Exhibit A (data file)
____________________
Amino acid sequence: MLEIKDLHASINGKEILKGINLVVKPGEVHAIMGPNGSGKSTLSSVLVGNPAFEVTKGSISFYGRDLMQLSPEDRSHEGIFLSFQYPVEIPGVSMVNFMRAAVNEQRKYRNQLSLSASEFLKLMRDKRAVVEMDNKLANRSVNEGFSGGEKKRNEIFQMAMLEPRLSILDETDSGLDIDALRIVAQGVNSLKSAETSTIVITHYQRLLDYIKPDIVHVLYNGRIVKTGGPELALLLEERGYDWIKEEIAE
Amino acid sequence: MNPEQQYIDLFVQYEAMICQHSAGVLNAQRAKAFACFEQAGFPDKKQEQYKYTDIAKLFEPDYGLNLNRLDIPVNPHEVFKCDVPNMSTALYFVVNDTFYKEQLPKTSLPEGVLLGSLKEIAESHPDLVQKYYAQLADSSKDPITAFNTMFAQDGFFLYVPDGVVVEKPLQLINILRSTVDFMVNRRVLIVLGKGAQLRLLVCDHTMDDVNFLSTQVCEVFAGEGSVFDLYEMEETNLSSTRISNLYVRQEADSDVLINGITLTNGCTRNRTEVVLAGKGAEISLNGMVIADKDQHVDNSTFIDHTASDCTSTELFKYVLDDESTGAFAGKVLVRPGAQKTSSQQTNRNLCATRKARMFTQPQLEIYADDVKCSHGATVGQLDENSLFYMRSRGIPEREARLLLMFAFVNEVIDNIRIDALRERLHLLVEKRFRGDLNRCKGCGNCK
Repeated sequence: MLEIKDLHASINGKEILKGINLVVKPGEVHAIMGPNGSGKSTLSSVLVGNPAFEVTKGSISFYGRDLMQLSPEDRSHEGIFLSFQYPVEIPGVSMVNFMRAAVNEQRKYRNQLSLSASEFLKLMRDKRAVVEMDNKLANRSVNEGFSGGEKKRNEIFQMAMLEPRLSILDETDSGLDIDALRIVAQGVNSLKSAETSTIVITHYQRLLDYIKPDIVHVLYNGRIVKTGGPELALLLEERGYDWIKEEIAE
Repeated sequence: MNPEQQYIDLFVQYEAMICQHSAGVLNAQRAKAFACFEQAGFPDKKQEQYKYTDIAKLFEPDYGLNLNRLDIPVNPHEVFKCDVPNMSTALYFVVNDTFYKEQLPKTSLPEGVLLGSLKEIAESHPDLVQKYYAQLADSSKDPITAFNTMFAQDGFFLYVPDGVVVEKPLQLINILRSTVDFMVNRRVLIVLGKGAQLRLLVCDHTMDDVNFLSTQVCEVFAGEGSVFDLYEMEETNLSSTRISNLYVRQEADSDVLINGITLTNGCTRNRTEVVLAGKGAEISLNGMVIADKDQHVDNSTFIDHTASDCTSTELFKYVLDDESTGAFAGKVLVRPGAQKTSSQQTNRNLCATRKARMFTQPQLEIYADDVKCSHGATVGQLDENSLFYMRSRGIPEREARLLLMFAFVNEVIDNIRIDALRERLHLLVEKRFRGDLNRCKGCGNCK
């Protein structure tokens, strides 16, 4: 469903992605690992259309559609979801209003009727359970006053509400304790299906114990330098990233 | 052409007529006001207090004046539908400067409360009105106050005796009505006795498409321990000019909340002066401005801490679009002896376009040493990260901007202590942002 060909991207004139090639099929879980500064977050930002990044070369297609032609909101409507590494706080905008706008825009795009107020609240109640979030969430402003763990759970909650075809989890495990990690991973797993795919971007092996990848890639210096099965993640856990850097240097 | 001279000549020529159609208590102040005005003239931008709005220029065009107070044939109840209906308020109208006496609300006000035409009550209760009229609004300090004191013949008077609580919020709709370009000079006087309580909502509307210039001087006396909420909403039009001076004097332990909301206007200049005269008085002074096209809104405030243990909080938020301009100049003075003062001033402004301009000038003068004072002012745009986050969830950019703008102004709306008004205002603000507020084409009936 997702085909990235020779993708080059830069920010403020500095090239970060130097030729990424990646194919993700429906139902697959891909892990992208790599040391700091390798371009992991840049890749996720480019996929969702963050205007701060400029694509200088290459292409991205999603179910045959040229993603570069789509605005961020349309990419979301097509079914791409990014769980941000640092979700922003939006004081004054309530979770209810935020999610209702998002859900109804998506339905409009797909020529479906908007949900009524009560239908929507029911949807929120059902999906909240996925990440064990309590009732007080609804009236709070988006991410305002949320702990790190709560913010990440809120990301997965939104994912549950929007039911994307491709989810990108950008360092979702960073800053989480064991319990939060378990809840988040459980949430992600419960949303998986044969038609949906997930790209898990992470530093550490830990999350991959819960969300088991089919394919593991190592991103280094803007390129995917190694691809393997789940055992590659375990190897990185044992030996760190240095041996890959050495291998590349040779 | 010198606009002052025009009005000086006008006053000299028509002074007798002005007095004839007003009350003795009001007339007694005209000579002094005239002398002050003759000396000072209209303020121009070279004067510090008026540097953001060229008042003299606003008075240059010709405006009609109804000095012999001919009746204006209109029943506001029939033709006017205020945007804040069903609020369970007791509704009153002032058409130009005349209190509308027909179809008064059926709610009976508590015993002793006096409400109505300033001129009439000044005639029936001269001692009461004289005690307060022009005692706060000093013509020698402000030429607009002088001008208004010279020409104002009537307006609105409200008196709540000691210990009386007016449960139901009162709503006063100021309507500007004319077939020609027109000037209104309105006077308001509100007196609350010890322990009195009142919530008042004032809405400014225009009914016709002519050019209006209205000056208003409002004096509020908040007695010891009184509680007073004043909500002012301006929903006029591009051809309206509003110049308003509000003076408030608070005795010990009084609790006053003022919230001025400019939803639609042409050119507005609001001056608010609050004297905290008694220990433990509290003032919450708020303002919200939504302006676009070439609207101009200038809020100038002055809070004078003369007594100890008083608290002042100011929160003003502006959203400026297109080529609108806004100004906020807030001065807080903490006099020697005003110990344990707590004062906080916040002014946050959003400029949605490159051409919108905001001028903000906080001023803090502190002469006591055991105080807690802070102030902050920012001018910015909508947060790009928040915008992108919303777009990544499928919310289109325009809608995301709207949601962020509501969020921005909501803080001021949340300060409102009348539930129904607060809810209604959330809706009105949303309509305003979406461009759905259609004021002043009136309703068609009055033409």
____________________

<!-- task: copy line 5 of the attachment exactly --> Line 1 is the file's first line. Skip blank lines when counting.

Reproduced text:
């Protein structure tokens, strides 16, 4: 469903992605690992259309559609979801209003009727359970006053509400304790299906114990330098990233 | 052409007529006001207090004046539908400067409360009105106050005796009505006795498409321990000019909340002066401005801490679009002896376009040493990260901007202590942002 060909991207004139090639099929879980500064977050930002990044070369297609032609909101409507590494706080905008706008825009795009107020609240109640979030969430402003763990759970909650075809989890495990990690991973797993795919971007092996990848890639210096099965993640856990850097240097 | 001279000549020529159609208590102040005005003239931008709005220029065009107070044939109840209906308020109208006496609300006000035409009550209760009229609004300090004191013949008077609580919020709709370009000079006087309580909502509307210039001087006396909420909403039009001076004097332990909301206007200049005269008085002074096209809104405030243990909080938020301009100049003075003062001033402004301009000038003068004072002012745009986050969830950019703008102004709306008004205002603000507020084409009936 997702085909990235020779993708080059830069920010403020500095090239970060130097030729990424990646194919993700429906139902697959891909892990992208790599040391700091390798371009992991840049890749996720480019996929969702963050205007701060400029694509200088290459292409991205999603179910045959040229993603570069789509605005961020349309990419979301097509079914791409990014769980941000640092979700922003939006004081004054309530979770209810935020999610209702998002859900109804998506339905409009797909020529479906908007949900009524009560239908929507029911949807929120059902999906909240996925990440064990309590009732007080609804009236709070988006991410305002949320702990790190709560913010990440809120990301997965939104994912549950929007039911994307491709989810990108950008360092979702960073800053989480064991319990939060378990809840988040459980949430992600419960949303998986044969038609949906997930790209898990992470530093550490830990999350991959819960969300088991089919394919593991190592991103280094803007390129995917190694691809393997789940055992590659375990190897990185044992030996760190240095041996890959050495291998590349040779 | 010198606009002052025009009005000086006008006053000299028509002074007798002005007095004839007003009350003795009001007339007694005209000579002094005239002398002050003759000396000072209209303020121009070279004067510090008026540097953001060229008042003299606003008075240059010709405006009609109804000095012999001919009746204006209109029943506001029939033709006017205020945007804040069903609020369970007791509704009153002032058409130009005349209190509308027909179809008064059926709610009976508590015993002793006096409400109505300033001129009439000044005639029936001269001692009461004289005690307060022009005692706060000093013509020698402000030429607009002088001008208004010279020409104002009537307006609105409200008196709540000691210990009386007016449960139901009162709503006063100021309507500007004319077939020609027109000037209104309105006077308001509100007196609350010890322990009195009142919530008042004032809405400014225009009914016709002519050019209006209205000056208003409002004096509020908040007695010891009184509680007073004043909500002012301006929903006029591009051809309206509003110049308003509000003076408030608070005795010990009084609790006053003022919230001025400019939803639609042409050119507005609001001056608010609050004297905290008694220990433990509290003032919450708020303002919200939504302006676009070439609207101009200038809020100038002055809070004078003369007594100890008083608290002042100011929160003003502006959203400026297109080529609108806004100004906020807030001065807080903490006099020697005003110990344990707590004062906080916040002014946050959003400029949605490159051409919108905001001028903000906080001023803090502190002469006591055991105080807690802070102030902050920012001018910015909508947060790009928040915008992108919303777009990544499928919310289109325009809608995301709207949601962020509501969020921005909501803080001021949340300060409102009348539930129904607060809810209604959330809706009105949303309509305003979406461009759905259609004021002043009136309703068609009055033409």